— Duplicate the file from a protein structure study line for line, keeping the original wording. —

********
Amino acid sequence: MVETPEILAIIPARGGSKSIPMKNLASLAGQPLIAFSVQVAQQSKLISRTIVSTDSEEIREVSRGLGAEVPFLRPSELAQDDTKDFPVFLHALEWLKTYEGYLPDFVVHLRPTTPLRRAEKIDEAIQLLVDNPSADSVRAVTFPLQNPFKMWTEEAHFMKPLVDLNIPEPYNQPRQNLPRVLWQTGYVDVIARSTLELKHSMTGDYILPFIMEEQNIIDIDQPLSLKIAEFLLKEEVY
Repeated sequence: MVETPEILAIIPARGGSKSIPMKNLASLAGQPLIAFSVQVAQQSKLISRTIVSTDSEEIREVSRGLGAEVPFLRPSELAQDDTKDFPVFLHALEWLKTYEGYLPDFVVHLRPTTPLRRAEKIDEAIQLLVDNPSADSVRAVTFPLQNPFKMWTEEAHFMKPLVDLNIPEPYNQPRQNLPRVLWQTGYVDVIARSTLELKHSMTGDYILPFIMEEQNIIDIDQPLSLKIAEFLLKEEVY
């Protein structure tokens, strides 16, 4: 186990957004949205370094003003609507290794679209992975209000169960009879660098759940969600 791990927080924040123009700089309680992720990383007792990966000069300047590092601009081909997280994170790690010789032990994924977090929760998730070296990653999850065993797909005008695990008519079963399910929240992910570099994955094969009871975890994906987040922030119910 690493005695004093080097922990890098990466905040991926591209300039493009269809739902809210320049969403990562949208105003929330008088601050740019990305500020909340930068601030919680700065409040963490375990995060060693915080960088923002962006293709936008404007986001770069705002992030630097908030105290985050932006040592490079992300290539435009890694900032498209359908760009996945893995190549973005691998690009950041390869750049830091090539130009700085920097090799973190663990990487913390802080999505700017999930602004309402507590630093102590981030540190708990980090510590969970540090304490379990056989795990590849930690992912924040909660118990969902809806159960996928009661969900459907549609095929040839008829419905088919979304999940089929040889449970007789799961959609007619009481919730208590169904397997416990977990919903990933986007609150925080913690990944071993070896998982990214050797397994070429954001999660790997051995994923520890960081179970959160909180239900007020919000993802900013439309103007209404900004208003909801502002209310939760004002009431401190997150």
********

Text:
Amino acid sequence: MVETPEILAIIPARGGSKSIPMKNLASLAGQPLIAFSVQVAQQSKLISRTIVSTDSEEIREVSRGLGAEVPFLRPSELAQDDTKDFPVFLHALEWLKTYEGYLPDFVVHLRPTTPLRRAEKIDEAIQLLVDNPSADSVRAVTFPLQNPFKMWTEEAHFMKPLVDLNIPEPYNQPRQNLPRVLWQTGYVDVIARSTLELKHSMTGDYILPFIMEEQNIIDIDQPLSLKIAEFLLKEEVY
Repeated sequence: MVETPEILAIIPARGGSKSIPMKNLASLAGQPLIAFSVQVAQQSKLISRTIVSTDSEEIREVSRGLGAEVPFLRPSELAQDDTKDFPVFLHALEWLKTYEGYLPDFVVHLRPTTPLRRAEKIDEAIQLLVDNPSADSVRAVTFPLQNPFKMWTEEAHFMKPLVDLNIPEPYNQPRQNLPRVLWQTGYVDVIARSTLELKHSMTGDYILPFIMEEQNIIDIDQPLSLKIAEFLLKEEVY
């Protein structure tokens, strides 16, 4: 186990957004949205370094003003609507290794679209992975209000169960009879660098759940969600 791990927080924040123009700089309680992720990383007792990966000069300047590092601009081909997280994170790690010789032990994924977090929760998730070296990653999850065993797909005008695990008519079963399910929240992910570099994955094969009871975890994906987040922030119910 690493005695004093080097922990890098990466905040991926591209300039493009269809739902809210320049969403990562949208105003929330008088601050740019990305500020909340930068601030919680700065409040963490375990995060060693915080960088923002962006293709936008404007986001770069705002992030630097908030105290985050932006040592490079992300290539435009890694900032498209359908760009996945893995190549973005691998690009950041390869750049830091090539130009700085920097090799973190663990990487913390802080999505700017999930602004309402507590630093102590981030540190708990980090510590969970540090304490379990056989795990590849930690992912924040909660118990969902809806159960996928009661969900459907549609095929040839008829419905088919979304999940089929040889449970007789799961959609007619009481919730208590169904397997416990977990919903990933986007609150925080913690990944071993070896998982990214050797397994070429954001999660790997051995994923520890960081179970959160909180239900007020919000993802900013439309103007209404900004208003909801502002209310939760004002009431401190997150």